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Industrial Pollutants (PCBs) Worry Fish Researchers

Industrial Pollutants (PCBs) Worry Fish Researchers image Industrial Pollutants (PCBs) Worry Fish Researchers image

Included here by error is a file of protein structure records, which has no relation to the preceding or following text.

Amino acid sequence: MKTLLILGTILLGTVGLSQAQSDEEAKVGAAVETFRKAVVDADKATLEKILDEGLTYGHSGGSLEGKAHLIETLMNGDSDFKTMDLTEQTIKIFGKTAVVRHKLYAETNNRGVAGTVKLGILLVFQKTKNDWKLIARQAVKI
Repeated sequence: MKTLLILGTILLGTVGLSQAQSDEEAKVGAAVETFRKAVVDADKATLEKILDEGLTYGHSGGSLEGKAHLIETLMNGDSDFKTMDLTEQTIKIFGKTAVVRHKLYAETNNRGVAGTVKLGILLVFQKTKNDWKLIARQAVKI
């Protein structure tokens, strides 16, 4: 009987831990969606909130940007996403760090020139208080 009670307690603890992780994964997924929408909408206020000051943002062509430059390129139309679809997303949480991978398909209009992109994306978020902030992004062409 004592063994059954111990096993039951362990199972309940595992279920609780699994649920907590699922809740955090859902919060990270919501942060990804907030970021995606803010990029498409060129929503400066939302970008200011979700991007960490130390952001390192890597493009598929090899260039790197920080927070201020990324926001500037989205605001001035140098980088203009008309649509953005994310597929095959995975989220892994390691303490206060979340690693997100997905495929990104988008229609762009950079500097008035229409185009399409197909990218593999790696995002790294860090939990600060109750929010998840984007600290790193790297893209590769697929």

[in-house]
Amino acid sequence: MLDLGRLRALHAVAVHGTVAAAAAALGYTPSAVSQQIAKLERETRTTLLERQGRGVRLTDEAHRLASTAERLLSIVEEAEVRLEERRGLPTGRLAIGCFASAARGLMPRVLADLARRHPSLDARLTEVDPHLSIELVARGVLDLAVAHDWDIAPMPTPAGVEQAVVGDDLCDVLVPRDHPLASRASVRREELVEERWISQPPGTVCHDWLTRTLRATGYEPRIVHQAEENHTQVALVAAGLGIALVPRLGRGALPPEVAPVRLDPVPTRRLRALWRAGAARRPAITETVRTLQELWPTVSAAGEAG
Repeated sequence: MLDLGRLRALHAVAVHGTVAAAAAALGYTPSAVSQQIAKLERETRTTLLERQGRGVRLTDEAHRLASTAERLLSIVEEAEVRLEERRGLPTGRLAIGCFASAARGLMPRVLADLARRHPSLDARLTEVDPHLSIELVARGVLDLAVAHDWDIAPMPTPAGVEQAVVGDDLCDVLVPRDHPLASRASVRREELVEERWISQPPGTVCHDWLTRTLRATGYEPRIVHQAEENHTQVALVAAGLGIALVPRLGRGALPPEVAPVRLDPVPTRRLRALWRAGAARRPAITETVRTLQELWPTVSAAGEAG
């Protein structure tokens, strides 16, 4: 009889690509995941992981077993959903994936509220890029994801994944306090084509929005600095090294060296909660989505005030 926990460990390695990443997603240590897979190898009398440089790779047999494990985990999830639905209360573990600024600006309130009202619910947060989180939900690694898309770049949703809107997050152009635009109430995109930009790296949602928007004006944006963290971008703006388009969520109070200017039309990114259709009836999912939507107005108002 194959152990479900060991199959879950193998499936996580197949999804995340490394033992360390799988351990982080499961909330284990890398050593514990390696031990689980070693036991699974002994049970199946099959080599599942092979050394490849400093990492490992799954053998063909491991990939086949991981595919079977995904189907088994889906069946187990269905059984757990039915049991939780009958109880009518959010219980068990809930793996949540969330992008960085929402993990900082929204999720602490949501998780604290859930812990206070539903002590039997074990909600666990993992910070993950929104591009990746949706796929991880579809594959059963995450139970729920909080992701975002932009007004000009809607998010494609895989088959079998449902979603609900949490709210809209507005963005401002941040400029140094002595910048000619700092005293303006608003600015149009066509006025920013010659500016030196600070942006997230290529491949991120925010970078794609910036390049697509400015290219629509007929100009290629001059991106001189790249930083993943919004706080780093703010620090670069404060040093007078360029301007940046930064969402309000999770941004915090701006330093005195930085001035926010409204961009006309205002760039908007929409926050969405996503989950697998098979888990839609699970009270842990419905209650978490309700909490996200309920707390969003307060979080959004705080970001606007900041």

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PCBs, polychlorinated biI phenyls, may turn out to be as big a threat to the environment as DDT, the insecticide which has made headlines around the world because of its potentially damaging effects on the ecology. If so, the public fist will be shaken at industry instead of agriculture as in the case of pesticide pollution. This is because PCBs contaminating the environment come almost entirely from industrial sources. They are used in the manufacture of plastics, electrical producís, synthetic rubber, paper, automobiles, paints, waxes, printer's ink and adhesives, to name a few. Scientists at the Ann Arbor Great Lakes Research Laboratoryofthe U.S. Bureau of Commercial Fisheries are just now beginning an investigation of this persistent contaminant. Robert E. Reinert, who has headed the major research on the effects of insecticides on fishes and ether aquatic life in the Great Lakes for the federal ageney, says PCBs are just now "causing a good deal of concern." He points out that polychlorinted biphenyls are similar to DDT in their chemical characteristics. In o t h e r words they are not soluble in water and are thus taken up by fish and stored in their fatty tissue just as are the pesticides DDT and Dieldrin. Another problem is that these "highly rugged compounds" are so much like DDT in their chemical makeup that "they make pesticide analysis difficult," Reinert says. "The thing that concerns us about all these compounds in respect to fish are their sublethal, long-term effects on reproduction and growth as well as the possible effect on aquatic organisms in the food chain. "Some people think that just because there hasn't been any dieoff of fish in the Great Lakes attributable to LüDT or Dieldrin, we are rying wolf when there is no o real danger involved." But the fact these compounds prevent fish eggs írom hatching, thus curtailing reproduction and apparently causes the death of newly hatched fish, makes them just as damaging in the long run, or even more so, than if they killed large numbers of adult fish outright, he says. The first indication of PCB contamination of the environment carne in 1966 with a report by Soren Jensen, a Swedish scientist, that he had found the compound in the bodies of 200 pike taken from waters in various parts of his country, as well as in other fish and an eagle. Dr. Jensen, at that time, also analyzed eagle feathers preserved in a museum, some of them dating as far back as 1880, and found that the first feathers containing PCB were collected in 1944. Scientists in Great Britain and The Netherlands have more recently identified PCBs in wildlife in their respective countries. PCBs were first detected in North American wildlife when in 1967 when Monte Kirven of the San Diego Natural History Museum who was searching the southwest f o r the fast-disappearing peregrine falcon, found a nest of this bird of prey with a single, unhatched egg. Later, in analyzing the egg at a University of California at Berkeley laboratory, scientists found it contained PCB as well as DDT and DDE compounds. The evidence of PCBs in fish and wildlife in various parts of the world has since continued to mount. Concentrations in birds have been reported very high, such as up to 1,980 parts per million in body fat of North ■ can peregrine falcons and I 17,000 parts per million in the fat of the white-tailed eagle in Sweden. While much is not yet I known about this new source I of pollution, the distribution I of these compounds appears to be highest in áreas of high population density and I trial activity. This makes the I Great Lakes particularly I nerable to PCB I tion. II Like DDT, the polychlorinated biphenyls can be carried by air currents. Among possible sources of pollution which scientists have suggested for investigation are stacks of planta which manufacture Aroclor and those manufacturing products containing Aroclor. Other forms of industrial waste and particularly the mixing of PCBS and other synthetics and oil to make fire-resistant hydraulic fluid need investigation. One major oil company has stated that "industry wastes almost four times as much hydraulic oil as it uses." Another possible source is gradual wear and weathering of Aroclor-containing products which may result in slow release of PCBs as vapor or particulate matter into the atmosphere. This includes the constant friction on asphalt paving. Products containing PCBs may wind up in the city dump where burning at high temperatures may release PCB compounds as vapors. PCBs have not yet been detected in ! samples of airborne particulates, but have been shown to be present in rainwater. There is as yet no evidence to indícate PCBs in the ■ ronment are likely to reach levéis which would cause severe injury or death from short-term exposure. As with I DDT, however, the long-term, low-level danger may be just ( as devastating to our natural resources, and a threat to man himself. Scientists at Utah State University investigated the effect ' of a series of 10 PCBs ranging from 21 to 68 per cent chlorine on female rats. All of the PCBs stimulated enzyme induction, with the a m o u n t of stimulation increased in proportion to the amount of chlorine. PCBs containing more than 50 per cent chlorine were as potent in enzyme induction as DDT, the researchers discovered. Very little data is available on PCBs in humans, but both Swedish and British scientists have reported finding them in samples of human fat. In the U.S. they were found in human milk samples at Colorado College, Berkeley and Los Angeles, Calif. DDT content in mother's milk has been reported above the maximum concentrations permitted in cow's milk in some cases. The B PCB concentration in mother's milk in Berkeley and Los Angeles averaged about .06 parts per - million. It is not known how much PCB in humans is derived from food or how much may be absorbed from the air through breathing, but concentrations in fish are probably the highest among foods eaten by humans. Reinert notes in his recent paper "Pesticide Concentrations in Great Lakes Fish," V that the U.S. Food and Drug Administration has established temporary tolerance levéis for fish shipped acruss state borders of 0.3 parts per million of Dieldnn and five parts per million of DDT. No tolerance levéis for PCB in food have been established. White not much is known about PCB concentrations in Great Lakes fishes, considerable is known about DDT and Dieldrin levéis, thanks to Reinert and his co-workers. In testing thousands of Great Lakes fish at the Ann Arbor laboratory since 1945, Reinert this year reported the following averages for various species of fish in Lake Michigan on a whole fish basis: Alewife, 3.89 parts 'per million of DDT and 0.11 parts per million of Dieldrin; smelt, 2.31 parts per million of DDT and .06 parts per million of Dieldrin; lake herring, 6.7 parts per million of DDT and .20 parts per million of Dieldrin; and yellow perch, 3.22 parts per million of DDT, and .08 parts per million of Dieldrin. As for the lake's two most sought-after fish, coho salmón and lake trout, coho collected in the spring in the southern end of the lake averaged 3.51 parts per million of DDT and .11 parts per million of Dieldrin. Coho taken in the fall in the Platte River, however, averaged 12.21 parts per million of DDT and .14 parts per million of Dieldrin. DDT concentrations in the steaks of the Platte River fish averaged 14.89 parts per million. Lake trout from Lake Michigan had concentrations averaging from .89 parts per million of DDT for smaE fish to 6.96 for large fish. "Small lake trout from the southern Lake Michigan, but Reinert end of the lake had higher DDT and Dieldrin concentrations than fish of the same size from the northern portion." No large lake trout were collected from southern estimates that large trout in that portion of the lake could have concentrations as high or higher than 20 to 30 parts per million of DDT on a comparative basis. Fish from the other four Great Lakes had lower concentrations of the two insecticides, with those from Lake Hurón, Lake Ontario and Lake Erie averaging about half that in Lake Michigan fishes, and those in Lake Superior being the lowest in most cases. In any case, Reinert reports, "labora tory experiments indícate that fish can build up concentrations of DDT and Die1drin at the parts-per-million level from parts-per-trillion concentrations in water." The U.S. Bureau of Commercial Fisheries biologist points out that "the blame for the contamination of the Great Lakes cannot be placed on any , single organization, agency or municipality. All are to some degree responsible- in fact, all users of insecticides over the past 20 years have contributed to the present concentration in the Great Lakes." The reason Lake Michigan has higher concentrations of the insecticides than the other Great Lakes is not only because of the more extensive orchards along its shores and its many tributary streams which bring them in from a variety of uses, but also its average water retention time of 30.8 years. Unlike the other Great Lakes where water retention time is much less, Lake Michigan presently contains some water which was in it even before chlorinated 1 bon insecticides were first used in the 1940's. Since scientists have shown I that these insecticides I ly affect fish reproduction in I high concentrations, Reinert notes that "the amounts of I DDT and Dieldrin in Lake Michigan fish and eggs, I fore, are close to the level that I could adversely affect I duction." What he and his co-vvorkers will find out about the effects of PCBs remains to be seen I - but from all indications they I could pose as grave a threat. I The letters PCB may come into nation-wide household use as have the letters DDT. Since I the chemical composition is I so similar they could both I erate the same fear for the future of our natural sources.